LONDON/NEW YORK (Reuters) - Spot gold was higher on Thursday on news of the European Central Bank’s plans for a potentially unlimited bond-buying program although positive U.S. economic data tempered bullion’s gains.
While holding just above the key $1,700 an ounce mark, bullion was knocked off six-month highs by jobs data that signaled a tentative improvement in the U.S. labor market.
Payrolls processor ADP said the U.S. private sector in August added the most jobs since March and a separate report from the government showed jobless claims fell last week.
Signs of a stronger economy could weaken the case for a third round of quantitative easing by the Federal Reserve and derail the rally that has pushed gold up 8 percent since mid-August.
But investors await the more widely watched August non-farm payrolls data due out on Friday, hoping for further insight on the health of the U.S. economy.
Spot gold was up 0.51 percent at $1,701.50 an ounce at 4:14 p.m. EDT (2014 GMT), while the U.S. December gold contract settled 0.70 percent higher at $1,705.60.
Bullion spiked to $1,713.79, its highest since early March, as the euro rallied after ECB President Mario Draghi outlined plans for a potentially unlimited bond buying program aimed at lowering struggling euro countries’ borrowing costs and resolving the euro-zone’s four-year debt crisis.
Gold tends to benefit from an environment of low interest rates and any resulting strength in the euro against the U.S. dollar could further fuel the rally, although gains may be limited by anticipation ahead of a key gauge of U.S. employment on Friday.
“Gold is holding because the market has been given what it was hoping for, but in order for gold to move decisively higher from here, we need to see what numbers the U.S. will bring to the table,” Ole Hansen, senior manager at Saxo Bank, said.
“The longer we stay above $1,700, the better. It gives all the newly established long positions a bit of confidence,” he added.
The ECB’s program, which does not imply an increase in the central bank’s balance sheet or money supply, may not have the same impact on gold as a similar step by the U.S. Federal Reserve, analysts said.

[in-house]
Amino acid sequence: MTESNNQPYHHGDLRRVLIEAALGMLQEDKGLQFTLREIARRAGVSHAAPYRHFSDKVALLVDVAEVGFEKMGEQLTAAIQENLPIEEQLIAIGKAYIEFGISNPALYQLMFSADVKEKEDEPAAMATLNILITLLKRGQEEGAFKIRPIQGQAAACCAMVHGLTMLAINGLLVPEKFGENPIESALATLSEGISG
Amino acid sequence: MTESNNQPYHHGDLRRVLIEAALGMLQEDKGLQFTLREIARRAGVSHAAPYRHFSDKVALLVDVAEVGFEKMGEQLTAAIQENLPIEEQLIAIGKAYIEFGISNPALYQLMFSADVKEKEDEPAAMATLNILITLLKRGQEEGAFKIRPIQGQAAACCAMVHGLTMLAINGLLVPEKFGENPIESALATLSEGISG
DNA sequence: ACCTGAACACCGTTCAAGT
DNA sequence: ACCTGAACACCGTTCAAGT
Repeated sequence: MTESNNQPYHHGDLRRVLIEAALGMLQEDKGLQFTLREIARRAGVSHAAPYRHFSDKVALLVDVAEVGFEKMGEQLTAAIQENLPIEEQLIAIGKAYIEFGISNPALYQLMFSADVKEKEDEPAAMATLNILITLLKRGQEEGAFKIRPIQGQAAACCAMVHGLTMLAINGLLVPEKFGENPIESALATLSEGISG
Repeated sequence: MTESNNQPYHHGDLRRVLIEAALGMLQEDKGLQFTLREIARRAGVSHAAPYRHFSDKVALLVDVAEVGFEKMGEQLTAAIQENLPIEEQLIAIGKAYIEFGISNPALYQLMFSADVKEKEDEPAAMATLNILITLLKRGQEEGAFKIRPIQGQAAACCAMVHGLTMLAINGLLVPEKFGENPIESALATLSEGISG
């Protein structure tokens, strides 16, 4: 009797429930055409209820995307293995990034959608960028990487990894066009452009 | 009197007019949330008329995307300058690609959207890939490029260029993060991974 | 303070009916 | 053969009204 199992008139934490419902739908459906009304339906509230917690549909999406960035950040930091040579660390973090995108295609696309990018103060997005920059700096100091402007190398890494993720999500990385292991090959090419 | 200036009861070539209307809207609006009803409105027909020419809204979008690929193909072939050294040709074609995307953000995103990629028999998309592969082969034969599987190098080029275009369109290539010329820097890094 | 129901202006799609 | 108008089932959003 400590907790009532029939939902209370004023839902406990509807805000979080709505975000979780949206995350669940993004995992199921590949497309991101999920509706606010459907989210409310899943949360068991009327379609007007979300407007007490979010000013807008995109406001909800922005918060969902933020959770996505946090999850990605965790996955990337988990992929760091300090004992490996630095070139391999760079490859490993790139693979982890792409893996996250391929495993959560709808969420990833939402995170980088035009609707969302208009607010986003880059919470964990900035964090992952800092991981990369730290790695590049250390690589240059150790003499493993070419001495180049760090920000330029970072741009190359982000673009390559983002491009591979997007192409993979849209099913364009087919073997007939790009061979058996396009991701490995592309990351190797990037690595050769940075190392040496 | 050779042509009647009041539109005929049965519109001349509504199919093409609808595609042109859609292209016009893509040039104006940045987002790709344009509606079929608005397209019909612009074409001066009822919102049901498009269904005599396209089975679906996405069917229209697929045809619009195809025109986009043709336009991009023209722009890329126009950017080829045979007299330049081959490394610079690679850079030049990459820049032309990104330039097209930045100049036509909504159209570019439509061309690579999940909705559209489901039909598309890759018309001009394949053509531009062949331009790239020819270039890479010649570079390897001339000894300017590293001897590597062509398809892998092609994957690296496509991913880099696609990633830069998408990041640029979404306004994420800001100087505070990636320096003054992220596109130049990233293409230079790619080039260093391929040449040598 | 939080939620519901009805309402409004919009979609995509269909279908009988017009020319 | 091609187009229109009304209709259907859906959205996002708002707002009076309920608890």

“Although gold could benefit from a strengthening of the euro versus the dollar and a general appreciation of risky assets, it would be wrong to view Draghi’s plan as a form of QE, and as such it may not offer much of a boost to gold prices,” Natixis said in a note.
Silver extended its six-week rally, hitting a fresh five-month high of $32.98 per ounce even as the industrial metal remained firmly in overbought territory measured by the Relative Strength Index (RSI).
Hitting resistance as it approached $33, prices eased back and were up 1.36 percent at $32.69 an ounce by late afternoon.
Chart watchers see support for silver at $30 per ounce after it broke above a downward trend line last week.
The practice of a central bank buying sovereign bonds to suppress interest rates and freeing up credit by adding money supply, known as quantitative easing, has been one of the key drivers behind the doubling in value of gold since 2008.
The Fed, which has indicated it could resume quantitative easing if recent data suggest the economy would benefit from it, meets next week to discuss policy and Friday’s unemployment report could be a decisive factor.
A Reuters survey offers a forecast for an increase of 125,000 workers on non-farm payrolls.
Elsewhere, platinum rose to a new five-month high, swept higher by a broad investor push into precious metals, while world number three producer Lonmin LMI.L and several South African unions signed a peace deal aimed at ending a deadly three-week strike.
Lonmin and unions representing mineworkers at the strike-hit Marikana platinum mine in South Africa have signed an accord for a return to work, but a militant breakaway union was not part of the deal, union officials said on Thursday.
Platinum was up by 1.0 percent at $1,580.49 an ounce, while palladium was up 0.33 percent at $642.10 an ounce.
Editing by Alison Birrane, Jason Neely and Phil Berlowitz